Are we catering to all our employees’ needs? Are we really aware of everyone’s disability?
Why are most of us being discriminating? Why do we put some of the people we should be supporting at a disadvantage?
A few months ago I had personal reasons to look at the material I was producing for clients. Are we as professional communicators providing the best service we can? Or are we providing what looks good to our immediate paymasters?
Am I blind?
A few months ago I was unfortunate to suffer from a very severe viral eye infection. During this period I had difficulty seeing much. The professional journals were often difficult to read. This is due to font size and colour contrast. This difficult time taught me more about visual aids than I have ever had before.
The conference nightmare
Over the years I have spoken at many conferences. I have attended many more as a participant. many times I have noticed that the slides were designed for the presenter and not the audience.
I have designed many Train the Trainer programmes. I often talk about “visual aids”. This means having clear visuals that add to the learning. How important this element is to effective communication was brought to my attention recently.
The Health Service need to learn too
Over the weekend, I had the need to revisit the hospital again. This is a speciality eye hospital in London. Whilst in the waiting room, I became aware of the information screens. At first, I thought that there were some interesting facts. Then it struck me. There were 2 screens. One designed for people with eye problems. The other for the giver of information. Side by side.
Have a look at the image below. If you were the recipient of a communication which would you prefer?
What are you going to change in your communication messages in the future?
This photo was taken in row 6 of 10. What chance do people have of seeing the information on the right?
Visual design in everything we do
Design your communication tools with clarity. In his book “Audio-Visual Methods in Teaching“, Edgar Dale says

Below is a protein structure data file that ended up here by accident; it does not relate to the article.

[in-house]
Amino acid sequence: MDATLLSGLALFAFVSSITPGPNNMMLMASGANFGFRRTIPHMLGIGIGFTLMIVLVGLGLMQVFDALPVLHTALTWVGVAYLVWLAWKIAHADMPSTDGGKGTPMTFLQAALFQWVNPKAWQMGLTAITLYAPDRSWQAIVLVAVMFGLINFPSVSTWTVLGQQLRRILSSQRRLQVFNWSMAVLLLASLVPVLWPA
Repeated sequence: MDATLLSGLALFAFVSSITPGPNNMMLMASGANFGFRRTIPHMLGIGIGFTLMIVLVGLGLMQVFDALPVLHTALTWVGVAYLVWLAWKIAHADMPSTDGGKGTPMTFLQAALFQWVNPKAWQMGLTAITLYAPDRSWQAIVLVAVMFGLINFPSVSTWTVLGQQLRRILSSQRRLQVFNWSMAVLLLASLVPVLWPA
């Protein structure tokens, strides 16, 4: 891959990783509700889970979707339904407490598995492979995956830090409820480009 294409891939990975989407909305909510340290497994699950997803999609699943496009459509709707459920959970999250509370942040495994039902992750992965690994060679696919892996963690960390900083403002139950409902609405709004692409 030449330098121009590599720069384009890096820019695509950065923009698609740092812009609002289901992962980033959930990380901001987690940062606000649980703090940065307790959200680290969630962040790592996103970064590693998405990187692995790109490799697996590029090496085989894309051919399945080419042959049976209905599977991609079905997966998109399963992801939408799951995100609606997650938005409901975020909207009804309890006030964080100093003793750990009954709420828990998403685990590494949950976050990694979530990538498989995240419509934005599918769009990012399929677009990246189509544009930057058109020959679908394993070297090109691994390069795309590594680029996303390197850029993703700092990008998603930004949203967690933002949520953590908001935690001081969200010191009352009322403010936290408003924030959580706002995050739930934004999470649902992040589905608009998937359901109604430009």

“…upon the principle that all teaching can be greatly improved by the use of such materials, because they can help make the learning experience memorable”
“We have said “all” teaching because audio-visual materials when used intelligently, can promote the most effective kind of learning”
In other words, any visual aid that is used should ADD to the learning, not distract. If just ONE person cannot read your visuals, then as a communicator you have failed!
In her book slide:ology – the art and science of creating great presentations, author Nancy Duarte points readers to “Responding to Audience Needs“.
“Consider the kind of relationship you want to have with your audience. Do you want to be their hero? Their mentor?….. good presenters aren’t in it for themselves; they’re in it for others”
If we want to communicate effectively we could do worse than follow one piece of information from Guy Kawasaki. Guy once had to listen to 100s of people pitch their business. Few presentations were great. So he came up with the 10/20/30 rule:
Would your presentations pass this test? Will your audience be able to read your “words of wisdom?”
In just a few short weeks time, there will be almost 100 Learning and Development professionals delivering presentations at the UKs annual Learning and Development Show. I bet that over 80% of the presentations will not be readable from the back row!